Projects: Describe what kind of projects you have worked with. Startups, businesses or corporations. What industries they come from. Note which ones were the most interesting to work with or which direction you want to choose as the central one. What well-known companies, brands you have worked with.
Pricing model: Ensure flexibility in your pricing to cater to a range of clients without compromising your value. Determine if you work in a Time and materials approach or if you have a fixed price. By offering different price tiers or different customizable options, you can cater to a wider range of clients. Incorrect pricing can attract clients who don’t fit your target audience, undervaluing your services. Or perhaps the price is overpriced and clients don’t come. Price is the filter that defines your target audience, your experience. Look for a balance.
Ways to communicate: Make a list of messengers and technologies for communication and workflow. Write out all the ones you use. For example, Slack, Zoom, Jira, Redmine, Basecamp, MS Teams, Google Meet, ClickUp, and any other tools. And if any of your potential clients aren’t in the programs you use, offer to train them and connect them to the service. Show how readable your reports are already set up, get the client interested. Or show your readiness to start using the services your client uses.
Interaction models: Offer various engagement options, from implementing existing documentation to full project control. Or you can provide a dedicated team.
Awards: Collect your awards. Describe them. Perhaps you have awards, but you haven’t given them much thought. It’s time to remember them. Awards build credibility. Everyone enjoys working with industry leaders. If you don’t have awards, think about where you can get them. What steps do you need to take to get on the lists and rankings of the top companies?
Testimonials: Gather existing feedback from clients. Analyze them, you may be missing some of your strengths. Think about which projects you don’t have feedback from and discuss with them how you can get that feedback. Seek feedback from your past or current clients. This will help you objectively know how you are seen. Look at yourself through the eyes of another. Sometimes within the process, you may not see the important things.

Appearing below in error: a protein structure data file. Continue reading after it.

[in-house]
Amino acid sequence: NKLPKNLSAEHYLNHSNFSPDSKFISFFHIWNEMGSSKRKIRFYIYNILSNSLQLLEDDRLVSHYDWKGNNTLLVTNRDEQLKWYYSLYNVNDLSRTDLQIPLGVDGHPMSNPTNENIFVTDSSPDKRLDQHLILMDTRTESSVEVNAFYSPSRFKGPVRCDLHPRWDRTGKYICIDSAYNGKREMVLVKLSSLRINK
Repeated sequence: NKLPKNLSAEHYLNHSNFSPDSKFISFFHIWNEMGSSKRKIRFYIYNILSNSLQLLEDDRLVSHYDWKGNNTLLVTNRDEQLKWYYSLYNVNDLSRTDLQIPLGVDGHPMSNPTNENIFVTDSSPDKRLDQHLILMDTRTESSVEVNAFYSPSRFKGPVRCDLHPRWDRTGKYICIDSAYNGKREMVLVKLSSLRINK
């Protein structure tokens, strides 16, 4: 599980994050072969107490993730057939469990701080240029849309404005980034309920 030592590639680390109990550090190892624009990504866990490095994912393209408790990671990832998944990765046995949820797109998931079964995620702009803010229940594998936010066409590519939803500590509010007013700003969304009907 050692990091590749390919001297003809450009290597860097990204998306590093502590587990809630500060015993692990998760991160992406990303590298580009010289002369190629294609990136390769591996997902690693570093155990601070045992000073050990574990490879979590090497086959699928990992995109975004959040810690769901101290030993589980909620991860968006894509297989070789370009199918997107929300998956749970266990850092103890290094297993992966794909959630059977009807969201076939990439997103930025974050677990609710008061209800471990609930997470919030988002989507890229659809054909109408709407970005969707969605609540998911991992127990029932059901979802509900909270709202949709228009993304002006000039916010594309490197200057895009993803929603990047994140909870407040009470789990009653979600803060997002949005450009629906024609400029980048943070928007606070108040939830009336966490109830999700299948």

Area of expertise: The image below showcases software development company specializations:
Study the chart. Perhaps you will structure some things for yourself or find yourself an expert in a field that you have previously missed. For example, you already have two projects for a logistics company, and you haven’t described these cases yet. It’s a good time to analyze your skills.
The categories presented in the diagram are not mutually exclusive. Many software companies may operate in more than one category or offer a range of products and services for different needs.
Let’s look at some examples of software company characteristics below. On the left will be a description of the actual state. Add to that what one would like to expand their list in the near future. The description of the desired state will be on the right. Just don’t go too fast, the expertise decides. Or maybe you don’t need to add anything if you have a clear expertise. Then strengthen the strong one.
|Name: Company #1|
|Region: USA, Poland|
|Experience: 3 years|
|Services: Mobile App Development||Services: Mobile and web development|
|Solutions: Food Delivery App, Online Store||Solutions: Food Delivery App, Online Store, CRM, WMS|
|Industries: Retail, Ecommerce||Industries: Retail, Ecommerce|
|Technologies: React Native||Technologies: Python, AI, Machine Learning, React.js, React Native|
|Number of employees: 6 emp||Number of employees: 12 emp|
|Hourly rate: <25 $||Hourly rate: 25-50 $|
|Turnover: <10 mill||Turnover: 10-20 mill|
|Name: Company #2|
|Region: USA||Region: Worldwide|
|Experience: 9 years|
|Services: Software development, Mobile development||Services: Software development, Mobile application development, Staff Augmentation, Dedicated Team|
|Solutions: CRM, HRMS, WMS||Solutions: CRM, HRMS, WMS, SCM, Data management and analytics solutions|
|Industries: Financial services and banking, Telecommunications and networking, Logistics, Automotive||Industries: Financial services and banking, Telecommunications and networking, Logistics, Automotive|
|Number of employees: 110 emp||Number of employees: 200 emp|
|Hourly rate: 25-50 $||Hourly rate: 50-100 $|
|Turnover: <50 mill||Turnover: 50 mill|
How to Use the Collected Data?
Now you’ve done more than just describe yourself. You’ve gathered the basis for a SWOT analysis for a software company. A SWOT analysis is a great way to compile facts about yourself in one place, in a tabular form. It will clearly display your company’s strengths and weaknesses, highlighting opportunities and threats that might affect your success. Such an analysis will help your company feel more secure among competitors and react timely to market changes.
Take note of who you are and let’s move on to considering the target audience for software development companies.
Who Are Your Clients?